According to a multi-agency report coordinated by the WMO, at the half-time point of the 2030 Agenda, the science is clear – the planet is far from meeting its climate goals. This undermines global efforts to tackle hunger, poverty and ill-health, improve access to clean water and energy and many other aspects of sustainable development.
Only 15% of the Sustainable Development Goals (SDGs) are on track, says the United in Science report, which makes a systematic examination of the impact of climate change and extreme weather on those goals. It illustrates how weather, climate and water-related sciences can advance aims such as food and water security, clean energy, better health, sustainable oceans and resilient cities. The annual report combines input and expertise from 18 organizations.
“2023 has shown all too clearly that climate change is here,” said UN secretary-general António Guterres. “Record temperatures are scorching the land and heating the sea, as extreme weather causes havoc around the globe. While we know this is just the beginning, the global response is falling far short. Meanwhile, halfway to the 2030 deadline for the SDGs, the world is woefully off-track.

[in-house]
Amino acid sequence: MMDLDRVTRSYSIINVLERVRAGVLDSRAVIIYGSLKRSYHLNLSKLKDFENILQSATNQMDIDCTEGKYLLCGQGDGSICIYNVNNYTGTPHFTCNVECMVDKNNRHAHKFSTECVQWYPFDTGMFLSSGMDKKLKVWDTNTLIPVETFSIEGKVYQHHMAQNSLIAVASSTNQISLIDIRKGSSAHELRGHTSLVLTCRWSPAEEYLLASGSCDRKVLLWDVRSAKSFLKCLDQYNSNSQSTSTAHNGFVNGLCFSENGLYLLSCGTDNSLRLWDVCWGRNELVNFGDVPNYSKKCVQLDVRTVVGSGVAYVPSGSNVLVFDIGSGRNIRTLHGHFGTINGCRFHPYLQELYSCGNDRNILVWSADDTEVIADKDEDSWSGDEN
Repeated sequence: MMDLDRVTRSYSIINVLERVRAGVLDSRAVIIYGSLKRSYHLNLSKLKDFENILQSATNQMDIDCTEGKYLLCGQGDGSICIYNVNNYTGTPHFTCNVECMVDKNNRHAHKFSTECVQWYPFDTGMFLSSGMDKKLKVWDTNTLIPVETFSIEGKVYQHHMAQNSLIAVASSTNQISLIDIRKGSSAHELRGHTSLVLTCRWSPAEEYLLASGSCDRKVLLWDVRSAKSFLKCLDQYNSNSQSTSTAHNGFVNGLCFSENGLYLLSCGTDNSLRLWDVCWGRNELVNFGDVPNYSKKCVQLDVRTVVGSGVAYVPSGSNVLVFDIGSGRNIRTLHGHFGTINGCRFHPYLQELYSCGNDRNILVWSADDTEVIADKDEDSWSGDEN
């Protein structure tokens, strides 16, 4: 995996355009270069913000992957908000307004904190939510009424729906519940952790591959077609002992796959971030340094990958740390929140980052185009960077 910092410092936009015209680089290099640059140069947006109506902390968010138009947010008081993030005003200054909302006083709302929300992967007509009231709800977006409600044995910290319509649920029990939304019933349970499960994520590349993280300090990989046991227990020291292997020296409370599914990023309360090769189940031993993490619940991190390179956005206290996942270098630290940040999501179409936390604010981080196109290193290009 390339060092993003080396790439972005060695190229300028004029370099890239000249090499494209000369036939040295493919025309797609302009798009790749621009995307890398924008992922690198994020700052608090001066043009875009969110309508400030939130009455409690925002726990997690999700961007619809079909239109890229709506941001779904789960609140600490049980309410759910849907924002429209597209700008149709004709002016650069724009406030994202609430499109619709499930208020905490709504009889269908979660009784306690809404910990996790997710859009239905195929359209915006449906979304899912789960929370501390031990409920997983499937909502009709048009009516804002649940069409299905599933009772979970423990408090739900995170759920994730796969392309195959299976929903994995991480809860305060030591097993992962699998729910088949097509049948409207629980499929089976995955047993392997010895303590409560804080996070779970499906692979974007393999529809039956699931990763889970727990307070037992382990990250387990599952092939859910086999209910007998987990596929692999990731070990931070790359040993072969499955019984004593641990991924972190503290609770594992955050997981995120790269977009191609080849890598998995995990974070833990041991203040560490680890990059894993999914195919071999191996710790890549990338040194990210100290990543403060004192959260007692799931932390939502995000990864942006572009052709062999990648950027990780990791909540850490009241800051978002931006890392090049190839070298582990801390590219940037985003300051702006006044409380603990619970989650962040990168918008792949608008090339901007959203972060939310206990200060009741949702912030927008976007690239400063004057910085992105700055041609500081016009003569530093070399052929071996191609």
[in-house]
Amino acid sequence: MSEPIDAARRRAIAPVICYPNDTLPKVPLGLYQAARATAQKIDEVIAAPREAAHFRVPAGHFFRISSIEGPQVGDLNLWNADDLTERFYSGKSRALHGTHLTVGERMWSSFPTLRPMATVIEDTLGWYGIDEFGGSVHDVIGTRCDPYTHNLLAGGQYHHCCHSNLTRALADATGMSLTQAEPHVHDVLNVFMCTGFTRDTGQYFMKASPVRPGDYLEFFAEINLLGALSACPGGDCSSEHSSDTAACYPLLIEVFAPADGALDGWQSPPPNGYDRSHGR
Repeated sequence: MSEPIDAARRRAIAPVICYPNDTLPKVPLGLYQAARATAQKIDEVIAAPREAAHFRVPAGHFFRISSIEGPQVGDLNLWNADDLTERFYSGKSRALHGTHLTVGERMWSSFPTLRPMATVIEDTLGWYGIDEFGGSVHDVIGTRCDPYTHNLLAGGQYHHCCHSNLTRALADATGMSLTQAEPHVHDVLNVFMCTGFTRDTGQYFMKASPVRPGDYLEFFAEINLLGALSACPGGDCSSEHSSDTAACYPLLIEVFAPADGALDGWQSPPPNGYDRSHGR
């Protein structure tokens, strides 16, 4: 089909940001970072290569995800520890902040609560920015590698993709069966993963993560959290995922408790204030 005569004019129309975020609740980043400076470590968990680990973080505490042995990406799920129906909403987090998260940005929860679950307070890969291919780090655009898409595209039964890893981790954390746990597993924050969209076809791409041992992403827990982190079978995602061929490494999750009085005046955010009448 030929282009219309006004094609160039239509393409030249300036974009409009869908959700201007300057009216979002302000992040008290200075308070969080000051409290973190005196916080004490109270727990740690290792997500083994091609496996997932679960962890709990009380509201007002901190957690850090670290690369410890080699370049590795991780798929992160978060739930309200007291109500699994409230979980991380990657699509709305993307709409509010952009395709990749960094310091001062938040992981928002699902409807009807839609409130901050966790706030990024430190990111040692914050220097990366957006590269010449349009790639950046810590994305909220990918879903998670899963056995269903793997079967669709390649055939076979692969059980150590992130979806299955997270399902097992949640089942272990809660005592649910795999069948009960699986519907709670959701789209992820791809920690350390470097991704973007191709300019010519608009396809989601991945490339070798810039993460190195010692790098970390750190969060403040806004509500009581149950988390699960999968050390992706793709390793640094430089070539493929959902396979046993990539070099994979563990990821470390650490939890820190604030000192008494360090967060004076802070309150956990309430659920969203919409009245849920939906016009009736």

“Science is central to solutions. It is widely understood that weather, climate and water-related sciences provide the underpinnings for climate action. But it is less recognized how these sciences can supercharge progress on the SDGs across the board.”
The report shows, for example, how weather predictions help boost food production and move closer to zero hunger. Integrating epidemiology and climate information helps understand and anticipate diseases sensitive to climate. And early-warning systems help to reduce poverty by giving people the chance to prepare and limit the impact.
Between 1970 and 2021 there were nearly 12,000 reported disasters from weather, climate and water extremes, causing over two million deaths and US$4.3tn in economic losses. Over 90% of those reported deaths and 60% of economic losses occurred in developing economies, undermining sustainable development.
Rising global temperatures have been accompanied by more extreme weather. The chance of the annual mean global near-surface temperature temporarily exceeding 1.5°C above pre-industrial levels for at least one of the next five years is 66% and is increasing with time.
So far there has been very limited progress in reducing the emissions gap for 2030. Fossil fuel CO2 emissions increased 1% globally in 2022 compared with 2021 and preliminary estimates from January-June 2023 show a further 0.3% rise.
To get on track to meet the Paris Agreement goals of limiting warming to well below 2°C, global greenhouse gas emissions must be reduced by 30% by 2030; to keep it below the preferred goal of 1.5°C, they need to be reduced by 45% – in both cases, CO2 emissions need to be close to net zero by 2050. This will require large-scale, rapid and systemic transformations.
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